In total, the patient had three negative RT-PCR COVID-19 tests, as well as two negative COVID-19 serologies against spike and nucleocapsid proteins (performed 2 and 6 weeks after admission). Ran-binding protein 2 (RANBP2) gene sequencing with copy variant analysis was performed, as pathogenic mutations have been described to cause familial and recurrent forms of acute necrotizing encephalopathy (1). The results revealed a heterozygous c.8293-10C > T variant in intron 23. In silico splicing algorithms did not predict the adverse effect of this variant on splicing.

We analyzed the cytokine profile in blood and CSF drawn on day 4 of admission, thus prior to pulse corticosteroid therapy. We used an unbiased approach by cytokines array (Raybiotech) to study the protein levels of 42 cytokines. We compared these levels with eight healthy aged-matched controls from a local anonymized biobank. We observed upregulation in serum levels of CXCL5 (p = 0.0173), CXCL1 (p < 0.0001), Il-8 (p < 0.0001), IL-15 (p = 0.0004), CCL2 (p = 0.0288), TGF-B (p < 0.0001), and EGF (p = 0.0117) (Figure 2A). There was upregulation in CSF levels of CXCL5 (p < 0.0001), IL-2 (p = 0.0026), IL-3 (p = 0.0004), and IL-8 (p = 0.0145) (Figure 2B). We did not observe any significant changes in TNF-α, IFN-γ, IL-4-5-6-7-10, IL-1β, CCL1-5-17-22, and G-CSF, which were previously reported to be upregulated under similar conditions (2, 3).


Figure 2. (A) Serum and (B) cerebrospinal fluid (CSF) cytokine profile in the patient and eight healthy age-matched controls from a local biobank. *p ≤ 0.05; **p ≤ 0.01; *** p ≤ 0.001; ****p ≤ 0.0001.


Given the clinical and radiological evolution of the case, the patient's final diagnosis was established as being acute necrotizing encephalopathy (ANE). ANE is an extremely rare condition affecting mostly children and results from a para- or post-infectious “cytokine storm” that leads to breakdown of the blood-brain barrier and subsequent central nervous system (CNS) insult (1). The condition is frequently associated with signs of systemic inflammatory response syndrome (SIRS) and may evolve into shock, multiple organ failure (MOF), or disseminated intravascular coagulation (DIC). Proposed diagnostic criteria for ANE (4) are shown in Table 1. Our patient meets all the criteria except for elevation of serum aminotransferases. Such finding was frequently observed in case series of ANE and has, hence, been incorporated into the criteria as a marker of systemic symptoms that can arise from the immune response that leads to ANE. It is, however, not a universal feature, and we do not consider it to preclude the diagnosis. Furthermore, we note that our patient's case was not preceded by a viral febrile illness.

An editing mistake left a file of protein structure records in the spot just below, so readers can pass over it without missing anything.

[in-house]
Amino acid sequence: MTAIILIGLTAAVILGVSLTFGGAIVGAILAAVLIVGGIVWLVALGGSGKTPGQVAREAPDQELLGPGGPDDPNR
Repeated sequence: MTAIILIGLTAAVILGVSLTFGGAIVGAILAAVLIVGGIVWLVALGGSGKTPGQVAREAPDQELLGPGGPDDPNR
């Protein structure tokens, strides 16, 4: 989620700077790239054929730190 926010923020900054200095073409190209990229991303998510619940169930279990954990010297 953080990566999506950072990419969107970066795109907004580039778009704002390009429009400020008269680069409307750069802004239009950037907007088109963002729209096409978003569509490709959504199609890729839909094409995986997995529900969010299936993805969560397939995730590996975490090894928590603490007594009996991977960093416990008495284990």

Table 1. Diagnostic criteria for acute necrotizing encephalopathy (ANE) contrasted to our patient's case.

Radiologically, the hallmark feature of ANE is bilateral thalamic involvement, which is found in all cases of ANE (1, 4). Other multifocal brain lesions are usually present as shown in the diagnostic criteria. Such lesions have been described to have dynamic changes during the clinical course from edema to petechial hemorrhage and then to necrosis (5). Significant regression of these brain lesions has been reported in survivors of ANE. Our case highlights these imaging findings and their evolution (Figure 1). Furthermore, differential diagnosis of acute bilateral thalamic lesions should be thoroughly assessed by clinicians. These include ischemic strokes (“top of the basilar” occlusion or artery of Percheron infarcts), deep venous occlusions, vasculitis, hypoxic-ischemic encephalopathy, acute disseminated encephalomyelitis (ADEM), Fabry disease, Wernicke encephalopathy, osmotic demyelination, viral encephalitis (Japanese encephalitis, West Nile virus, dengue virus, and others), neoplasms (lymphomas and astrocytomas), and Creutzfeldt-Jakob disease. Cases of autoimmune and paraneoplastic encephalitis harboring bilateral thalamic involvement are also increasingly being reported (6, 7). In children, differential diagnosis also includes Leigh Syndrome and inborn errors of metabolism.

ANE is distinct from inflammatory and demyelinating conditions that can occur in post-infectious or post-vaccinal states. Neuropathological cases of ANE demonstrated the absence of demyelination and important parenchymal abnormalities (perivascular hemorrhage and necrosis and vasogenic edema), with no significant inflammatory cell infiltration (4, 8, 9).

Previously reported cytokine profiles in influenza-associated ANE were mostly characterized by IL-6 and TNF-α increase (2), although this was not invariable (3). The immune response to the SARS-CoV-2 vaccine is driven by neutralizing antibodies and antigen-specific T cells. It was demonstrated that ChAdOx1 the nCoV-19 vaccine induces a Th1-biased response mostly characterized by production of interferon-y (IFN-y) and IL-2, and a small increase in IL-10 (10).